Public Charge Definition
Under Federal immigration law, Public Charge refers to a noncitizen who is determined likely to become primarily dependent on the government for subsistence. This may be indicated by one of the following:
Receipt of public cash assistance for income maintenance.
Receipt of government-funded assistance for long-term care.
A Public Charge determination cannot be made solely on the basis of receipt of government benefits. Other factors that must be reviewed under the law include all of the following:
Family status
Assets, resources, and financial status
Education and skills
Prospective immigration status
Expected period of admission
Sufficient Affidavit of Support under Section 213A of the Immigration and Nationality Act (INA), Form I-864 or form I-864EZ when required under Section 212 (a) (4) (C) or (D) of the INA 8 United States Code (U.S.C.) 1182 (a) (4) (C) or (D).
A noncitizen who is determined to be a Public Charge is generally inadmissible to the United States. A determination of inadmissibility may result in denial of an application for a U.S. Visa or Lawful Permanent Resident (LPR) status. The Public Charge rule does not affect an LPR who is applying for U.S. Citizenship.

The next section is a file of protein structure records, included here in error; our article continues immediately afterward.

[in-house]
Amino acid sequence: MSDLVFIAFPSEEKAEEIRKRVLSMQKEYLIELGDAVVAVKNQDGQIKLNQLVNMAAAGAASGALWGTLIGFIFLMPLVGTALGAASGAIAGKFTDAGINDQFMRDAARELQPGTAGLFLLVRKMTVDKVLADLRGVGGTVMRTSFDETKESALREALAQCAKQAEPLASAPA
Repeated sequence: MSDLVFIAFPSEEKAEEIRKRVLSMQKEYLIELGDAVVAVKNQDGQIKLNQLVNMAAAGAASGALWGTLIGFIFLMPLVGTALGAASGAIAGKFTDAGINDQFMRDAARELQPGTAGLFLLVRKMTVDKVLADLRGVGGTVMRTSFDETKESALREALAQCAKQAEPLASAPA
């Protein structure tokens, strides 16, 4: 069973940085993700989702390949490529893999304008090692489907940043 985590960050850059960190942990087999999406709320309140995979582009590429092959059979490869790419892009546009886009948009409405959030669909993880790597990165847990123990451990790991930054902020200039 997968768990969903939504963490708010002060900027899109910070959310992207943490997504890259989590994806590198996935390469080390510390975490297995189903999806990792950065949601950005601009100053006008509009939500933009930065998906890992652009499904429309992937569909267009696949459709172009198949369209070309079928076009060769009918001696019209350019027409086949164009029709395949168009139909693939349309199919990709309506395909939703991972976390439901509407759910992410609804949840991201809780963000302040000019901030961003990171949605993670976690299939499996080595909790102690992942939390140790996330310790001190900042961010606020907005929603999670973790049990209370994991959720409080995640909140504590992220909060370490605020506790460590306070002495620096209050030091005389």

The Public Charge rule applies to some noncitizens who are applying for admission to the U.S. or for LPR status. It does not apply to noncitizens coming to the U.S. on humanitarian grounds. This includes but is not limited to the following immigration statuses:
Survivors of Domestic Violence
Victims of trafficking and other serious crimes
Special immigrant juveniles
Any of the following individuals paroled into the United States:
Cuban and Haitian entrants
Ukrainian Humanitarian Parolees
Afghani Humanitarian Parolees
Only the following public benefits may be considered when determining whether a noncitizen is considered a Public Charge:
Supplemental Security Income (SSI)
Temporary Assistance for Needy Families (TANF) Cash Assistance
State and local cash assistance benefits that provide benefits for income maintenance (often called General Assistance programs)
Programs including Medicaid that support noncitizens by providing government-funded long-term care.